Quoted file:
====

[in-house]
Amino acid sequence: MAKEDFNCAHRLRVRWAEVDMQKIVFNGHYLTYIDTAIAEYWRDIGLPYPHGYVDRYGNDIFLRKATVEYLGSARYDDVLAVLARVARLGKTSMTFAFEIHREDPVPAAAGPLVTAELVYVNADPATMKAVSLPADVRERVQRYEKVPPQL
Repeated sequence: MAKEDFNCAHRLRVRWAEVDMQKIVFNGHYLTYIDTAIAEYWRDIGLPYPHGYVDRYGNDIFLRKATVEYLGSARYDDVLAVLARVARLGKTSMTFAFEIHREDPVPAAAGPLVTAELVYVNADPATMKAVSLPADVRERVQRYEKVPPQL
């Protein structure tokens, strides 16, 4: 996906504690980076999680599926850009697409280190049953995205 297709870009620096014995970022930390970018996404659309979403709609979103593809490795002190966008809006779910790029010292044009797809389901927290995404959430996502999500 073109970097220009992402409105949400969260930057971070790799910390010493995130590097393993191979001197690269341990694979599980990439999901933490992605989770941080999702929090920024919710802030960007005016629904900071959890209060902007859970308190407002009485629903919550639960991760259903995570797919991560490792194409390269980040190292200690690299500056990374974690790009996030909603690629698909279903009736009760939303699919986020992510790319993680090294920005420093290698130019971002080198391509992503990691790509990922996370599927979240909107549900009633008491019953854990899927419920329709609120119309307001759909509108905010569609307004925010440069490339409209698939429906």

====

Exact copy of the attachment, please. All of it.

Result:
[in-house]
Amino acid sequence: MAKEDFNCAHRLRVRWAEVDMQKIVFNGHYLTYIDTAIAEYWRDIGLPYPHGYVDRYGNDIFLRKATVEYLGSARYDDVLAVLARVARLGKTSMTFAFEIHREDPVPAAAGPLVTAELVYVNADPATMKAVSLPADVRERVQRYEKVPPQL
Repeated sequence: MAKEDFNCAHRLRVRWAEVDMQKIVFNGHYLTYIDTAIAEYWRDIGLPYPHGYVDRYGNDIFLRKATVEYLGSARYDDVLAVLARVARLGKTSMTFAFEIHREDPVPAAAGPLVTAELVYVNADPATMKAVSLPADVRERVQRYEKVPPQL
């Protein structure tokens, strides 16, 4: 996906504690980076999680599926850009697409280190049953995205 297709870009620096014995970022930390970018996404659309979403709609979103593809490795002190966008809006779910790029010292044009797809389901927290995404959430996502999500 073109970097220009992402409105949400969260930057971070790799910390010493995130590097393993191979001197690269341990694979599980990439999901933490992605989770941080999702929090920024919710802030960007005016629904900071959890209060902007859970308190407002009485629903919550639960991760259903995570797919991560490792194409390269980040190292200690690299500056990374974690790009996030909603690629698909279903009736009760939303699919986020992510790319993680090294920005420093290698130019971002080198391509992503990691790509990922996370599927979240909107549900009633008491019953854990899927419920329709609120119309307001759909509108905010569609307004925010440069490339409209698939429906």